Xaver Neumeyer

November 12, 2019

Xaver Neumeyer recognizes a strong connection between engineering and entrepreneurship because he has experience with both. After earning a Ph.D. in engineering, he transitioned to researching entrepreneurship which, like his original career choice, encourages creativity and imagination. 

As his research has shown, entrepreneurship also encourages empowerment. Neumeyer, who came to UNCW in August 2018 as an assistant professor of management, studies entrepreneurs from economically disadvantaged communities or underrepresented demographic groups who, out of necessity, create their own opportunities. 

Residents of high-poverty areas who start businesses “are excellent entrepreneurs,” he said. “They have to be scrappy. They don’t have venture capital. They don’t have banks making them big loans. They have to be very efficient.” 

Neumeyer’s research focuses primarily on developed countries, where thriving economies often exist alongside communities with high poverty rates and low job prospects. But those settings also nurture an entrepreneurial mindset, he said, even if on a smaller scale than well-capitalized startups that make headlines.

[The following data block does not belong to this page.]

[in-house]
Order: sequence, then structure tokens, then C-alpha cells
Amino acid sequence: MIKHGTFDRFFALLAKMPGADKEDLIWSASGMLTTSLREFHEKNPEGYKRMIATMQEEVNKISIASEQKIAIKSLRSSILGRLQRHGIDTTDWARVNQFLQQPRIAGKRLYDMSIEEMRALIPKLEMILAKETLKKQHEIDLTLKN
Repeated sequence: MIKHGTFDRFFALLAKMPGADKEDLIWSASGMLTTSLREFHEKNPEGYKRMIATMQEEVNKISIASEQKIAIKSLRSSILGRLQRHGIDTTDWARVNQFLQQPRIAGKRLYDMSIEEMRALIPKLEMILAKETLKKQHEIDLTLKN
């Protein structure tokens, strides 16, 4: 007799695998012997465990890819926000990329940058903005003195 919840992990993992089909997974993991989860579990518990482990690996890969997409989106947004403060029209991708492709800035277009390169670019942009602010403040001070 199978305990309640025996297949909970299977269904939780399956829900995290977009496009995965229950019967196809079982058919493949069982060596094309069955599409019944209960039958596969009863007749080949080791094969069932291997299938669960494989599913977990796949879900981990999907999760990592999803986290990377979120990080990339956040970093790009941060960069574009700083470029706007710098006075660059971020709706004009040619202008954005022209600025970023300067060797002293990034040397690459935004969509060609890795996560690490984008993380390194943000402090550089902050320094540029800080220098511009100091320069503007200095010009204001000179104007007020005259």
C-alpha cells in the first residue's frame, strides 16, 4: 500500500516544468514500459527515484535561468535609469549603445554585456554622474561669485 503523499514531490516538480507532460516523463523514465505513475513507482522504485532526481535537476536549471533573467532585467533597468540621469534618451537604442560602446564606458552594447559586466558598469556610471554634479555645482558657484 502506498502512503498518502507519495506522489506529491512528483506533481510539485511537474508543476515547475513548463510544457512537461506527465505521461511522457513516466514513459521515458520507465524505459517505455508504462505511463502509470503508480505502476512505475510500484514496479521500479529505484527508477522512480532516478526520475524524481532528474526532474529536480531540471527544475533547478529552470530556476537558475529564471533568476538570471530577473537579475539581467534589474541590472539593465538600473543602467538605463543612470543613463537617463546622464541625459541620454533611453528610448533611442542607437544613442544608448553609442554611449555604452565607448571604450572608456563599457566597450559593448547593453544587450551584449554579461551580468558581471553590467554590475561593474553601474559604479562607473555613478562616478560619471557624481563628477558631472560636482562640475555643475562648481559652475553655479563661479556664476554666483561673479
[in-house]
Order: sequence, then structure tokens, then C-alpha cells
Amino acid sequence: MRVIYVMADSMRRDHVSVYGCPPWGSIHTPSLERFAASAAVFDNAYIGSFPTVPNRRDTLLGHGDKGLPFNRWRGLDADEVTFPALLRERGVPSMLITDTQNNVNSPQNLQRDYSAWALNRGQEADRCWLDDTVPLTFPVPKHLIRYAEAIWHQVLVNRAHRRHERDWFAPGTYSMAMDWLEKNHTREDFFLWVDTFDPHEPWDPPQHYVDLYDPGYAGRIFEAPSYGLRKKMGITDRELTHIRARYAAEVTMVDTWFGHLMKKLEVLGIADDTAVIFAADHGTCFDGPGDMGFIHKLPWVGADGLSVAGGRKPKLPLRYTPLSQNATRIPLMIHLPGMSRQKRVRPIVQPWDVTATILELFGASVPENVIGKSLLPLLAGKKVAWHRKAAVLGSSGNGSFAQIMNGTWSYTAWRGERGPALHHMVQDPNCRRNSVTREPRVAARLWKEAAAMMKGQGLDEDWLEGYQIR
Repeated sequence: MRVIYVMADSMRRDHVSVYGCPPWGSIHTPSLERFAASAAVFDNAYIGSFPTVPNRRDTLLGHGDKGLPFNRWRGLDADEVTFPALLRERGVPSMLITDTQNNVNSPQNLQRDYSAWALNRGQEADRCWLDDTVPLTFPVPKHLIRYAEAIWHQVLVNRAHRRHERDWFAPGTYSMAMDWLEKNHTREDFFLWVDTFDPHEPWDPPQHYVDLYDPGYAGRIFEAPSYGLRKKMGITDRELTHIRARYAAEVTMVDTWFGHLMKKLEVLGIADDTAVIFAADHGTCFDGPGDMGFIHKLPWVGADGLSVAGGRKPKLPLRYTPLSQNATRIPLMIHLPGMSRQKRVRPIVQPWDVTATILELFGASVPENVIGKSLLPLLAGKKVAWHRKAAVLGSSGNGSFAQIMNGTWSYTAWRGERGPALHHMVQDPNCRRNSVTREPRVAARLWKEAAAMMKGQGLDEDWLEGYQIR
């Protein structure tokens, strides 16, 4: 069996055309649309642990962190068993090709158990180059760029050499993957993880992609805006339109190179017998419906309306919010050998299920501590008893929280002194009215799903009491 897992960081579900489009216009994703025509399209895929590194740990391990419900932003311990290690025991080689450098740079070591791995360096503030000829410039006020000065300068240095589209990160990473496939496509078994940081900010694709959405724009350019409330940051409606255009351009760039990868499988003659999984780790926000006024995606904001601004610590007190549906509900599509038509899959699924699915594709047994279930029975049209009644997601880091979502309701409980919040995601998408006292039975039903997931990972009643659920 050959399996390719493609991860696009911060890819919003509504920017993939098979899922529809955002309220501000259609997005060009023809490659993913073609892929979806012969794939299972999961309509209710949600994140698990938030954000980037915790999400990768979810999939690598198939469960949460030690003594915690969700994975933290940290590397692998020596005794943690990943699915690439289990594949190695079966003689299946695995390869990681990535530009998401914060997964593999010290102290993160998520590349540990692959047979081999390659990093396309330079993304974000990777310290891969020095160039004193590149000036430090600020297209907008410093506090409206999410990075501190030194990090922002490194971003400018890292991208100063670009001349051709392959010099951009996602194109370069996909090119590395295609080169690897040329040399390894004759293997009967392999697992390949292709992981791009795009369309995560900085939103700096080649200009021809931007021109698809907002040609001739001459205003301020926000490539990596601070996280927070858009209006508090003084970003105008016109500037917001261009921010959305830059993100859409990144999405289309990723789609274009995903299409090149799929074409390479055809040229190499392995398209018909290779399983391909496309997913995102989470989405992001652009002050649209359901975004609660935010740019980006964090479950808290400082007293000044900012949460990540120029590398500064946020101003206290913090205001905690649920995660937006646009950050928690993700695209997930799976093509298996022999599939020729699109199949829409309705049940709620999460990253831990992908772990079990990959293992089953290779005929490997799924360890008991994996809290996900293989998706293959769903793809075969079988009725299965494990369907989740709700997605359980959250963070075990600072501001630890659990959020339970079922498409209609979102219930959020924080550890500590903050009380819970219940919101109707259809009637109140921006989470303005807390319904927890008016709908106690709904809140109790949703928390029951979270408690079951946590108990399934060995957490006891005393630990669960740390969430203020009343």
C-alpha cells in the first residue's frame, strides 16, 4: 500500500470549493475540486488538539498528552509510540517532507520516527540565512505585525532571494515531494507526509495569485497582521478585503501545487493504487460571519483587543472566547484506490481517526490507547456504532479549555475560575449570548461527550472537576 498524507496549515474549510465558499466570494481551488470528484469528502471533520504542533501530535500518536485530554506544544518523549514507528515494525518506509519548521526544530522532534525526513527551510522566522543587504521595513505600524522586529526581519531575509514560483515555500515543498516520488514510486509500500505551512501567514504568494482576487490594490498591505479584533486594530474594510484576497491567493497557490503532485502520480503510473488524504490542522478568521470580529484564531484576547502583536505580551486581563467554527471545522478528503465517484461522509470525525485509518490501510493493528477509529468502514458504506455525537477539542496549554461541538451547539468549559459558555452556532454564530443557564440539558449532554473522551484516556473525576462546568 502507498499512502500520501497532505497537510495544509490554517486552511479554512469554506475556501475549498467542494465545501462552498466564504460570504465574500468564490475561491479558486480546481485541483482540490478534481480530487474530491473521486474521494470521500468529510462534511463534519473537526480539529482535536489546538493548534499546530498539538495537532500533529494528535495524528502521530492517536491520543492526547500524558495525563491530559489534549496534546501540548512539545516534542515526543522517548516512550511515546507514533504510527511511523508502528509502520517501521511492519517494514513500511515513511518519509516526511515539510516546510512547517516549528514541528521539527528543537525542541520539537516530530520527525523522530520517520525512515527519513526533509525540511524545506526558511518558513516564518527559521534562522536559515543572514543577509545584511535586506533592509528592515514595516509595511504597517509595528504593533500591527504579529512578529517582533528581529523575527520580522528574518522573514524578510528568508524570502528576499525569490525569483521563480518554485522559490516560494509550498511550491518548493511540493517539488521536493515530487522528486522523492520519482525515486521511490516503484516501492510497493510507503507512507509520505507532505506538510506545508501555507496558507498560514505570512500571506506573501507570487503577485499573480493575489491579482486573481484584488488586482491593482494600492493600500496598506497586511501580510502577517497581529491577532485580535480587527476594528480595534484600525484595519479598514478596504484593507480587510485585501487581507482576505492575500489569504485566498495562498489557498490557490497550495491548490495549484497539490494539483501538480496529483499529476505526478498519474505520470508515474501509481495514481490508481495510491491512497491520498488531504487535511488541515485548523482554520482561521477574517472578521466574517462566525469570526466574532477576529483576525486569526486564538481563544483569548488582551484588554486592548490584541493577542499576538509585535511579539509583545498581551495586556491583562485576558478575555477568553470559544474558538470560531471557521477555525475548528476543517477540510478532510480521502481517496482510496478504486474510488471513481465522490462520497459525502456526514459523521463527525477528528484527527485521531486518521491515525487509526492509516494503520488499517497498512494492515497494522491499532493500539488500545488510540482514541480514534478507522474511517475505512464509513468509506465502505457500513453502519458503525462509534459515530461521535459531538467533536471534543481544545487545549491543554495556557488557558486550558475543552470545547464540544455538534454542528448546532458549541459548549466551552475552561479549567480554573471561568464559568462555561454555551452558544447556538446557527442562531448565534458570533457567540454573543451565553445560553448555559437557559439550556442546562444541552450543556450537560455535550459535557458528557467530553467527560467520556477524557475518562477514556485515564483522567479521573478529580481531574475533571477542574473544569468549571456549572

Neumeyer has published several articles in professional journals this year relating to entrepreneurship and underrepresented communities in the Journal of Small Business Management, Small Business Economics and The Journal of Technology Transfer

After a faculty position at the University of North Dakota, Neumeyer sought an institution where he could better leverage his engineering background and interest in technology and found UNCW. His office in Cameron Hall is lined with futuristic space travel posters designed by staff at NASA’s Jet Propulsion Laboratory, a nod to both his engineering background and the entrepreneurial spirit. In his first year on the faculty, he organized the inaugural Big Idea Competition

In Wilmington, the native of Germany has found both a social network and an outlet for his favorite pastime among the area’s international community. 

“I have played and watched soccer (a.k.a. football) since I was little,” Neumeyer said. “It’s the dominating sport in Germany, and I think a great example of when good teamwork can outperform a collection of individualists.” 

-- Tricia Vance